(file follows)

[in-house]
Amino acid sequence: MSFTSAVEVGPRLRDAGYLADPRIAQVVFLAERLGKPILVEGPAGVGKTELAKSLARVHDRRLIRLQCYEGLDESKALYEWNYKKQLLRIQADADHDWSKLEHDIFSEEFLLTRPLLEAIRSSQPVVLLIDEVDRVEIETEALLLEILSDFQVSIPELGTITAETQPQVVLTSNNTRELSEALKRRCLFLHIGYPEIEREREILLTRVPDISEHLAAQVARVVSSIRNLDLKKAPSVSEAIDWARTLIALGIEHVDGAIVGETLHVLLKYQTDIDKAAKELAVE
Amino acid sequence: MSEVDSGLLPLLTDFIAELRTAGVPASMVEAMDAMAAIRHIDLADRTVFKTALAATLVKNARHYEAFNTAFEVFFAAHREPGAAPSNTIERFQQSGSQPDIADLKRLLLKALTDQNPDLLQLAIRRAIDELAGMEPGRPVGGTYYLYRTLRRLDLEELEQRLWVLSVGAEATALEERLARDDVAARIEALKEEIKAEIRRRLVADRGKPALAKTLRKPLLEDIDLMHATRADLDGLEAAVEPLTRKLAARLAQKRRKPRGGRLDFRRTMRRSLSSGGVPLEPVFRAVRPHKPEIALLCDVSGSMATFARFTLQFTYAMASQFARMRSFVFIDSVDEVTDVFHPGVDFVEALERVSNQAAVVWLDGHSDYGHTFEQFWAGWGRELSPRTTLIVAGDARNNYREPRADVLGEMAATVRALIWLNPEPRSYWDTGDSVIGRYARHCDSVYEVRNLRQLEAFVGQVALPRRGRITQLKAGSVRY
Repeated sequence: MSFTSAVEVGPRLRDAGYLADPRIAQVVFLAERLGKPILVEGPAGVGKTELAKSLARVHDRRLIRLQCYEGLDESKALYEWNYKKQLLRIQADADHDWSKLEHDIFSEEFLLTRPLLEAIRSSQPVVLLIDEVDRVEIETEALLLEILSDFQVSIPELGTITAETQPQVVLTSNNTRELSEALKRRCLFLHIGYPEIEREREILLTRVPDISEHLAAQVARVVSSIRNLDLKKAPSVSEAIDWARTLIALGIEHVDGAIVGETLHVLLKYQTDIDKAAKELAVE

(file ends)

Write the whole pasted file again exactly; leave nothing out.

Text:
[in-house]
Amino acid sequence: MSFTSAVEVGPRLRDAGYLADPRIAQVVFLAERLGKPILVEGPAGVGKTELAKSLARVHDRRLIRLQCYEGLDESKALYEWNYKKQLLRIQADADHDWSKLEHDIFSEEFLLTRPLLEAIRSSQPVVLLIDEVDRVEIETEALLLEILSDFQVSIPELGTITAETQPQVVLTSNNTRELSEALKRRCLFLHIGYPEIEREREILLTRVPDISEHLAAQVARVVSSIRNLDLKKAPSVSEAIDWARTLIALGIEHVDGAIVGETLHVLLKYQTDIDKAAKELAVE
Amino acid sequence: MSEVDSGLLPLLTDFIAELRTAGVPASMVEAMDAMAAIRHIDLADRTVFKTALAATLVKNARHYEAFNTAFEVFFAAHREPGAAPSNTIERFQQSGSQPDIADLKRLLLKALTDQNPDLLQLAIRRAIDELAGMEPGRPVGGTYYLYRTLRRLDLEELEQRLWVLSVGAEATALEERLARDDVAARIEALKEEIKAEIRRRLVADRGKPALAKTLRKPLLEDIDLMHATRADLDGLEAAVEPLTRKLAARLAQKRRKPRGGRLDFRRTMRRSLSSGGVPLEPVFRAVRPHKPEIALLCDVSGSMATFARFTLQFTYAMASQFARMRSFVFIDSVDEVTDVFHPGVDFVEALERVSNQAAVVWLDGHSDYGHTFEQFWAGWGRELSPRTTLIVAGDARNNYREPRADVLGEMAATVRALIWLNPEPRSYWDTGDSVIGRYARHCDSVYEVRNLRQLEAFVGQVALPRRGRITQLKAGSVRY
Repeated sequence: MSFTSAVEVGPRLRDAGYLADPRIAQVVFLAERLGKPILVEGPAGVGKTELAKSLARVHDRRLIRLQCYEGLDESKALYEWNYKKQLLRIQADADHDWSKLEHDIFSEEFLLTRPLLEAIRSSQPVVLLIDEVDRVEIETEALLLEILSDFQVSIPELGTITAETQPQVVLTSNNTRELSEALKRRCLFLHIGYPEIEREREILLTRVPDISEHLAAQVARVVSSIRNLDLKKAPSVSEAIDWARTLIALGIEHVDGAIVGETLHVLLKYQTDIDKAAKELAVE